While there are plenty of methods that can be used to calculate the worst-case scenario for a vehicle’s suspension, there is no better way to know than from track data. Rather than estimating the performance envelope of a vehicle by considering the maximum forces that may be experienced by the vehicle, a track replay provides the realistic values based on the suspension08 loads seen on track.
One of the features that has been available in OptimumKinematics is the ability to import data to calculate heave, roll, pitch and steering using damper positions or the height sensors data. Now, OptimumKinematics Forces Module brings the capability to import forces and moments. This allows the user to a have a track replay with the motion, forces and moments for a vehicle. By using a track replay to determine the maximum loads, the user now has the ability to reduce their factors of safety, which can lead to a more efficient design for components as a result of more realistic forces.
The biggest advantage of using a track replay feature is that we are using the true trajectory of the vehicle given by the driver’s input. By using the vehicle trajectory to generate our vehicle inputs, we are affirming that the loading is following the path that the driver took rather than letting the software determine the best path. This can also be beneficial to simulate a load testing course like a bump track or vertical incline course that cannot easily be simulated with a path driven simulation.
In this case study we will be looking at the track replay feature, by importing two different track replays and comparing the loads on each upright, the goal will be to understand how different tracks will produce different loads on the uprights. The first step will be to import the data. Figure 1 shows OptimumKinematics Forces Module import wizard. The user can import the data directly from excel or a CSV file. The user just needs to tell the software which column corresponds to which force/moment and in which units it is being imported. The software will automatically convert to the software units defined by the user.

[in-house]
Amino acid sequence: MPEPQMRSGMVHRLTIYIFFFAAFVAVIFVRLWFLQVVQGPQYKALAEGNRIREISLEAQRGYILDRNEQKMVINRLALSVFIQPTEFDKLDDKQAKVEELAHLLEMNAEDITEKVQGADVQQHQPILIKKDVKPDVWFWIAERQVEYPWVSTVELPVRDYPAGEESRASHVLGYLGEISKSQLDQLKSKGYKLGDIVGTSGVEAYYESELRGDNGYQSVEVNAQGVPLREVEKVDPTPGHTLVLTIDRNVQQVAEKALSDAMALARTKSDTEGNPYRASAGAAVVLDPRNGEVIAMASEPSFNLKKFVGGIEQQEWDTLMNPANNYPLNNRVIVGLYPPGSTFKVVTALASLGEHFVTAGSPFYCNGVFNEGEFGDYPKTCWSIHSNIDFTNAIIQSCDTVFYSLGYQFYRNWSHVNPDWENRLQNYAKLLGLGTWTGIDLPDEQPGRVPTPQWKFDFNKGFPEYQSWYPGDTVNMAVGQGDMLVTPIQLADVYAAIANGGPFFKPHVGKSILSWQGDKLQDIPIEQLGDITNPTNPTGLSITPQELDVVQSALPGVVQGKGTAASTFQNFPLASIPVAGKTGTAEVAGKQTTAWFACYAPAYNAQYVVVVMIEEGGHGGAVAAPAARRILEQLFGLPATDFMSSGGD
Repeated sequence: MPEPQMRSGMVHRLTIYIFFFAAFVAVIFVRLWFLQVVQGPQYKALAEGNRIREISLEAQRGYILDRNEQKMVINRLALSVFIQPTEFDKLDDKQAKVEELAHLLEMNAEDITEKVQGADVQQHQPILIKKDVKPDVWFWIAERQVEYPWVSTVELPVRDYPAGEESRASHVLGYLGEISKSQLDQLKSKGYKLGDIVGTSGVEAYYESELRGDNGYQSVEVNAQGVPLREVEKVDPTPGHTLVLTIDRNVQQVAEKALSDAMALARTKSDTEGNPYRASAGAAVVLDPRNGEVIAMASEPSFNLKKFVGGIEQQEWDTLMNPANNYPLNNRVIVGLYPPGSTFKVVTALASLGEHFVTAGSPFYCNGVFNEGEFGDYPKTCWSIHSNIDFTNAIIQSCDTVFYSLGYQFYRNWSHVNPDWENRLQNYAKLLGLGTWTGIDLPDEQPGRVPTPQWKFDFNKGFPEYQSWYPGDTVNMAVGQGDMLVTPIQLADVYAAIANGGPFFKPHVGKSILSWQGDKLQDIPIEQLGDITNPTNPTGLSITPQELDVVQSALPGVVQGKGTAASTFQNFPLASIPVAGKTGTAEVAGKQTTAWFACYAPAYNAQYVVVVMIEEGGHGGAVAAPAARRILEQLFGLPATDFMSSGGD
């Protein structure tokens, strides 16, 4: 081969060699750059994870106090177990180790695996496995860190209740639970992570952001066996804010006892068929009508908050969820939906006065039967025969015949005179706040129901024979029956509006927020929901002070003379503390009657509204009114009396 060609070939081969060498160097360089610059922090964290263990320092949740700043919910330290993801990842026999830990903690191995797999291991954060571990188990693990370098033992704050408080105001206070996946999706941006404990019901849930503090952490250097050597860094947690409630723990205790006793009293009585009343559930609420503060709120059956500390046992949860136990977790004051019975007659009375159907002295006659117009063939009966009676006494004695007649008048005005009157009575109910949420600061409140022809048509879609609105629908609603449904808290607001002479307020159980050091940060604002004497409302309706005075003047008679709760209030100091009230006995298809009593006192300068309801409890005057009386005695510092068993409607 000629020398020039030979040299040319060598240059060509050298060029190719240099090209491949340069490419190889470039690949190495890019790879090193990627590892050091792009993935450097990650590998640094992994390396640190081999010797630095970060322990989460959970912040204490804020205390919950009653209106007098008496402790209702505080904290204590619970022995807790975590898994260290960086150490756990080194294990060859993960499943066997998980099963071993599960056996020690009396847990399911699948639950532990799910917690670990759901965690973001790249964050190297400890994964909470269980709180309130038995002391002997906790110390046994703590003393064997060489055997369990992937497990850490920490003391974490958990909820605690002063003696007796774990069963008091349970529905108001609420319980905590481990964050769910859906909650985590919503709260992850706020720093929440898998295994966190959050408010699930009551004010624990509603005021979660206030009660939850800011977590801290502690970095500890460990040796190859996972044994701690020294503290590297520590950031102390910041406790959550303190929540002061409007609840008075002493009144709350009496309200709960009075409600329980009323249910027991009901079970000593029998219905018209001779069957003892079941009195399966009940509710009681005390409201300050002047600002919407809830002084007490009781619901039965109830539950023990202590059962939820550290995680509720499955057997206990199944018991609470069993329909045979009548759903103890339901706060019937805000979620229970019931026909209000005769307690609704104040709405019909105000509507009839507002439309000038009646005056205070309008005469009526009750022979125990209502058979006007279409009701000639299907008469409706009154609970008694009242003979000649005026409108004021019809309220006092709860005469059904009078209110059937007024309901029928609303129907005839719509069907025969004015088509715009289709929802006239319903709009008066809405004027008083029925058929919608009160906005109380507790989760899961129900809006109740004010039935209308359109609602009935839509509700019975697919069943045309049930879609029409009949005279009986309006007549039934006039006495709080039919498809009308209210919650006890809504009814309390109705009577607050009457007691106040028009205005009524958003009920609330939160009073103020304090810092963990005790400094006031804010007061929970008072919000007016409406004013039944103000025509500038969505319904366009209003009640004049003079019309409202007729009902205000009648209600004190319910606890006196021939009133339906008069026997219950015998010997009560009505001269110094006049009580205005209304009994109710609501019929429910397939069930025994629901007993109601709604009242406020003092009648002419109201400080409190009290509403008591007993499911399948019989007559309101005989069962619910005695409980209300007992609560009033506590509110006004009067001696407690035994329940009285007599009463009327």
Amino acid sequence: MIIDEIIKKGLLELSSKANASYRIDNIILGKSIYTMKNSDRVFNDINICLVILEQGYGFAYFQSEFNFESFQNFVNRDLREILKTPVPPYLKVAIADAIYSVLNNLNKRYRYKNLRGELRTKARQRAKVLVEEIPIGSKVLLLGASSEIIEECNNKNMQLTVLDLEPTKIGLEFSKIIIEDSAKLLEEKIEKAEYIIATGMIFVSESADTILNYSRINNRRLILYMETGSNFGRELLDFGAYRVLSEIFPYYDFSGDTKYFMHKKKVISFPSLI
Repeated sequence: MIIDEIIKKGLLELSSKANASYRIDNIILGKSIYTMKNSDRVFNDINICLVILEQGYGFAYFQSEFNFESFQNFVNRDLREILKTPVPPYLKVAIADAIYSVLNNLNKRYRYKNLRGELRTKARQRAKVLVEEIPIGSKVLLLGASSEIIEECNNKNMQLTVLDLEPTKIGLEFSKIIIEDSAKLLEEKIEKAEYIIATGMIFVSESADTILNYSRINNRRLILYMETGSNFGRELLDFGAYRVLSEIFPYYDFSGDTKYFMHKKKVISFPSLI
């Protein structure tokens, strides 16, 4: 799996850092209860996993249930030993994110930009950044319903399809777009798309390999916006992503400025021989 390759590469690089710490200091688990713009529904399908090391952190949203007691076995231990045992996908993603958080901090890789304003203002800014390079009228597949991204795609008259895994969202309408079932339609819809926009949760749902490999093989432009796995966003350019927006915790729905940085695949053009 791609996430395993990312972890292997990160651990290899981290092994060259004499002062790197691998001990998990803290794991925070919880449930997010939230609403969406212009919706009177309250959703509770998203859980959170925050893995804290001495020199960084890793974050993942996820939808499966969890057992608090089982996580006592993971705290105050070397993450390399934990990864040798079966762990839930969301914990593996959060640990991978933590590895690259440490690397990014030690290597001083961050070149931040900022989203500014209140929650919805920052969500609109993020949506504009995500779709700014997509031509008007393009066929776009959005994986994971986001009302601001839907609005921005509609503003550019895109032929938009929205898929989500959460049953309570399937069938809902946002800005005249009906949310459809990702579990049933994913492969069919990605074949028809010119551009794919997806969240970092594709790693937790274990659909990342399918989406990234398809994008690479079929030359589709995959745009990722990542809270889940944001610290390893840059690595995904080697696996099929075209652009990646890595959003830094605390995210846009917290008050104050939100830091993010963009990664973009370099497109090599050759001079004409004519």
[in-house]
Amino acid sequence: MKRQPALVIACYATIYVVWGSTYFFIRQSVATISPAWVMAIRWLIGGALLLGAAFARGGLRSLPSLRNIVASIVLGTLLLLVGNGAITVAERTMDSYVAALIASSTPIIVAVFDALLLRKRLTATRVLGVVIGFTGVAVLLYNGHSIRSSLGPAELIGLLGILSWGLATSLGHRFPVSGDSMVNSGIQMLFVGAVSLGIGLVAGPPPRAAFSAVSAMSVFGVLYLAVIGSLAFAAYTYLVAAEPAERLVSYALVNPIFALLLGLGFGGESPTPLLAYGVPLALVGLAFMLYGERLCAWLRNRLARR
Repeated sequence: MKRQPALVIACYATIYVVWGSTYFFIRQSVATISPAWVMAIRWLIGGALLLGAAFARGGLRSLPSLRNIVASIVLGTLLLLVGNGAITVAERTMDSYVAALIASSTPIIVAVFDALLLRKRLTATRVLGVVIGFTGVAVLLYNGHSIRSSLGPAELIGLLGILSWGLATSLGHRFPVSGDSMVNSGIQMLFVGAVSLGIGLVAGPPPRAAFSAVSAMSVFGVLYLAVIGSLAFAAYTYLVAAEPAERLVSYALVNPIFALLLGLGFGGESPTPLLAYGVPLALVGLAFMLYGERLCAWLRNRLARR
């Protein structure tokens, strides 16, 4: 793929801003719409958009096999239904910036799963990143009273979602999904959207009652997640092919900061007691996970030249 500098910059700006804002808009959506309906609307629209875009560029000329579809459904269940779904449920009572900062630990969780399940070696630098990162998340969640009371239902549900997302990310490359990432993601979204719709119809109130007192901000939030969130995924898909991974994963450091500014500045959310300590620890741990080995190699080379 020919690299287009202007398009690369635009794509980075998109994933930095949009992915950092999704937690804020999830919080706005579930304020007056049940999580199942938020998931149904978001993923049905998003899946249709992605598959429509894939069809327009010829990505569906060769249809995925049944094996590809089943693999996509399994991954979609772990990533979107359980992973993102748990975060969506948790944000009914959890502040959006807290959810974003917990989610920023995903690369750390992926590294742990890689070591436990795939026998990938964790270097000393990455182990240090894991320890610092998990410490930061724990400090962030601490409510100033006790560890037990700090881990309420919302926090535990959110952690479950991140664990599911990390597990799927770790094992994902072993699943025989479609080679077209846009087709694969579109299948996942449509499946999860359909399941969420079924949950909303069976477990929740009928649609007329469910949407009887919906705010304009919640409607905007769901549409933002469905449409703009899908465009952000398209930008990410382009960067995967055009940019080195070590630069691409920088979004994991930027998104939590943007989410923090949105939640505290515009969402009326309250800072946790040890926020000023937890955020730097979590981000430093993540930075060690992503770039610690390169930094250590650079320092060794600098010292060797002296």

Figure 2 and 3 show the resultant imported motion, forces and moments into OptimumKinematics Forces Module. Once the data has been imported, the next step is to run the simulation. The user can select to only simulate the motion, the forces or both. Additionally, simulations can be queued up, which comes in handy to perform multiple simulations.
In this case we imported data from a lap at two different tracks. An example is to compare the maximum load on each upright pick up point for the two tracks. This will ensure that our suspension can sustain the loading for any instance presented, mitigating the potential for failure. This comparison is shown in Figure 4. The table is composed of Track A and Track B, the maximum load at each pick up point for each corner of the car (FL – Front Left; FR – Front Right; RL – Rear Left; RR – Rear Right) is presented. It is interesting to notice that the highest loads happen at the Upright To Lower A-Arm pick up point, for both tracks. Also, the lower A-Arm is subject to a higher load than the upper A-Arm, a possible next design iteration would be to reduce the amount of load on the lower A-Arm by passing that load to the upper A-Arm instead, thus making a lighter suspension package.
Using the Track Replay feature in OptimumKinematics Forces Module allows a user to clarify the loading that their vehicle is enduring in such a way that they are no longer restricted to simplistic calculations that may not truly represent what the vehicle is experiencing. By using a track replay tool, a designer now has a stronger likelihood of producing a suspension that is both efficient and enduring based on realistic load cases.
The track replay function in the OptimumKinematics Forces Module expands on the capability of a user to analyze the motion of a vehicle through a lap and now expands it to analyze how the suspension is being loaded, making it easier for the designer to optimize their suspension.